URL for this frameset: http://www.elynah.com/tbrw/tbrw.cgi?1998/ecac.980311.shtml
(scores are linked to box scores and recaps on US College Hockey Online, which is not affiliated with The Big Red What? or Joe Schlobotnik)
The final weekend of the ECAC regular season saw four sweeps; three of them were essential in procuring teams a desired seed in the league playoffs, while the fourth was rendered irrelevant only by one of the first three.
St. Lawrence needed a sweep just to make the playoffs, and so when they found themselves tied 2-2 with Cornell in the last minute of overtime, with the Red skating shorthanded due to a too many men on the ice penalty, they pulled goaltender Eric Heffler with 30 seconds remaining to gain the 6-to-4 skating advantage. There was a faceoff in the Cornell zone with 5 seconds to play; Paul DiFrancesco won the draw, the puck went back to John Poapst at the point, and the SLU Junior fired home the gamewinner with one second left on the clock for the 3-2 victory. The following night the Saints rolled to a 5-3 win over Colgate and then waited for the outcome of the Harvard-Dartmouth game to see if their season would continue.
Clarkson had to gain just one point on Yale to take the regular season crown, and after cruising to a 6-1 victory over Colgate, they played a Saturday afternoon game with their old rivals Cornell on the Empire Sports Network ECAC Game of the Week. With the game tied at two halfway through the second, the incredible string of Big Red injuries extended to head coach Mike Schafer, who suffered a concussion when he was hit in the head with a puck. Inspired by the loss of their leader, the Red soon scored a 5-on-3 goal to go up 3-2. But the Knights tied the contest in the third and then scored 12 seconds into overtime to prevail 4-3. In the four games since goaltender Jason Elliott was injured, Cornell have suffered four one-goal losses. Clarkson, meanwhile, have now won seven straight.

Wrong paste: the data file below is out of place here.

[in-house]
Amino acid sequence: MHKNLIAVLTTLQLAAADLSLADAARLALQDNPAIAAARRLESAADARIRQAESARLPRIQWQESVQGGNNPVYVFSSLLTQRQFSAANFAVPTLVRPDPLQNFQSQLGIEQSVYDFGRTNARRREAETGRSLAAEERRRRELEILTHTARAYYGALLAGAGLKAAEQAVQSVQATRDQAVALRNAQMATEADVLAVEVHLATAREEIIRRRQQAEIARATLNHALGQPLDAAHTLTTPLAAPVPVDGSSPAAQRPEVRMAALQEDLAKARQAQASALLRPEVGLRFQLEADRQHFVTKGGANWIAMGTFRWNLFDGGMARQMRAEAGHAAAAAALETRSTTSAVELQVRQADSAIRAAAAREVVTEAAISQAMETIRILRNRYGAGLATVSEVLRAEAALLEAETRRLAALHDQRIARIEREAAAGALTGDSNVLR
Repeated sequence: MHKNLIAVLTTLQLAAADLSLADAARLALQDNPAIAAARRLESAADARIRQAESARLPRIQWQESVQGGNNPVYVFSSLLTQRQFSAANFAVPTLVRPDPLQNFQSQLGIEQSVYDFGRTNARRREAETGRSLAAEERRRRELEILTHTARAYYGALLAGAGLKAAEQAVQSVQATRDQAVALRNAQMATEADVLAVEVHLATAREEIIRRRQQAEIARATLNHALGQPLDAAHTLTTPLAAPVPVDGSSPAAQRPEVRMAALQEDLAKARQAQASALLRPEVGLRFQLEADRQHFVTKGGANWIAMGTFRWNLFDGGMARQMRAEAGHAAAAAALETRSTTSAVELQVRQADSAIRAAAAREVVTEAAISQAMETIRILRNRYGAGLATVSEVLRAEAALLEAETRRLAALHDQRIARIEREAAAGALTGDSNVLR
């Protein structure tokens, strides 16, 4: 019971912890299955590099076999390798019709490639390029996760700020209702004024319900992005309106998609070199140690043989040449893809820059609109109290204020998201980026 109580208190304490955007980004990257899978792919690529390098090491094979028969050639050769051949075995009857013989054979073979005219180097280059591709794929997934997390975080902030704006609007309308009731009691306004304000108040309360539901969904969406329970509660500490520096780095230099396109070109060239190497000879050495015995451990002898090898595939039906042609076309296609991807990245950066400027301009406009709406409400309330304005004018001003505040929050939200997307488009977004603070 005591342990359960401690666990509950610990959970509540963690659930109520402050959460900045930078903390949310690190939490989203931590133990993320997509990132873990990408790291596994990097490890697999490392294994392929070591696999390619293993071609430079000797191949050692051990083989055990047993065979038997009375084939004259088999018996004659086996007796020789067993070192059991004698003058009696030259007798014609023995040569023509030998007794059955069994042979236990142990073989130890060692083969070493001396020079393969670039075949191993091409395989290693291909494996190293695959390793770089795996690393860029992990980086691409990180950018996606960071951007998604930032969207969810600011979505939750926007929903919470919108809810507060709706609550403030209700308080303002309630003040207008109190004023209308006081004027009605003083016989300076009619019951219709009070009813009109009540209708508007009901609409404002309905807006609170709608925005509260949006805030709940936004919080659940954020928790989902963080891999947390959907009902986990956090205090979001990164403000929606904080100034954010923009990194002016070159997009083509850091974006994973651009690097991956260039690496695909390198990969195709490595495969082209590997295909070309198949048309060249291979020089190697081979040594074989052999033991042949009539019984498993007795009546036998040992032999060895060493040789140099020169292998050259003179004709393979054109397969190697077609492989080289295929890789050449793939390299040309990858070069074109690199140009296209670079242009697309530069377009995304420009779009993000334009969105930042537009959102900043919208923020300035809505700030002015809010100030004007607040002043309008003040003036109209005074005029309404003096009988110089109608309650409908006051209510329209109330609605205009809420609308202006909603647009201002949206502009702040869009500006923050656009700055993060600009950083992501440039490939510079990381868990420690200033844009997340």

Clarkson's effort turned out to be for naught, however, as the Yale Elis hung onto the top spot with a weekend sweep of their own. They outshot Union 44-22 Friday, but only scored the gamewinner in the last four minutes, then added the empty-net score for the 4-2 victory. Saturday at Rensselaer, knowing they needed a win to take the title, the Bulldogs managed to go up 2-1 late in the second, and held off the Engineers for the third period, using another empty-netter to cement the 3-1 triumph. Princeton fell 4-2 to RPI as the Engineers wrapped up third place. Saturday night the Tigers faced a Union team playing only for pride. The Dutchmen scored on the power play late in the third to take a 3-2 lead, but Princeton answered with a man-up marker of their own to tie the score with just over a minute left in regulation, and the game ended in a 3-3 tie.